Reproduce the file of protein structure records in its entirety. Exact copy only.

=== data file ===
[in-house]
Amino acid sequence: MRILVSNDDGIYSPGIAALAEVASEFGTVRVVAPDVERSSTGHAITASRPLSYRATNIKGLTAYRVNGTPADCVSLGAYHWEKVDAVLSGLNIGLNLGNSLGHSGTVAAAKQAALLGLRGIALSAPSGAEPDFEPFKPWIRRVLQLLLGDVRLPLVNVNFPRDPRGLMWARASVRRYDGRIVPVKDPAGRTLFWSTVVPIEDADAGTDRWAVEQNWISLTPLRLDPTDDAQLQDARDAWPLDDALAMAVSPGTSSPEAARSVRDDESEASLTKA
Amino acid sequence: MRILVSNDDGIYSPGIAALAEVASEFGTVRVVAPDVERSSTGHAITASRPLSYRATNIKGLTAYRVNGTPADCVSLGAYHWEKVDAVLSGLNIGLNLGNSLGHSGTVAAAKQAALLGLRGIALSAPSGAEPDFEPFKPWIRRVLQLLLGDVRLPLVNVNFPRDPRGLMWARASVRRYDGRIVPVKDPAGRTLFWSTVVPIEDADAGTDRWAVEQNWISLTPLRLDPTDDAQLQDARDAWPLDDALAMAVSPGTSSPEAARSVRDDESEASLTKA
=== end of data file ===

[in-house]
Amino acid sequence: MRILVSNDDGIYSPGIAALAEVASEFGTVRVVAPDVERSSTGHAITASRPLSYRATNIKGLTAYRVNGTPADCVSLGAYHWEKVDAVLSGLNIGLNLGNSLGHSGTVAAAKQAALLGLRGIALSAPSGAEPDFEPFKPWIRRVLQLLLGDVRLPLVNVNFPRDPRGLMWARASVRRYDGRIVPVKDPAGRTLFWSTVVPIEDADAGTDRWAVEQNWISLTPLRLDPTDDAQLQDARDAWPLDDALAMAVSPGTSSPEAARSVRDDESEASLTKA
Amino acid sequence: MRILVSNDDGIYSPGIAALAEVASEFGTVRVVAPDVERSSTGHAITASRPLSYRATNIKGLTAYRVNGTPADCVSLGAYHWEKVDAVLSGLNIGLNLGNSLGHSGTVAAAKQAALLGLRGIALSAPSGAEPDFEPFKPWIRRVLQLLLGDVRLPLVNVNFPRDPRGLMWARASVRRYDGRIVPVKDPAGRTLFWSTVVPIEDADAGTDRWAVEQNWISLTPLRLDPTDDAQLQDARDAWPLDDALAMAVSPGTSSPEAARSVRDDESEASLTKA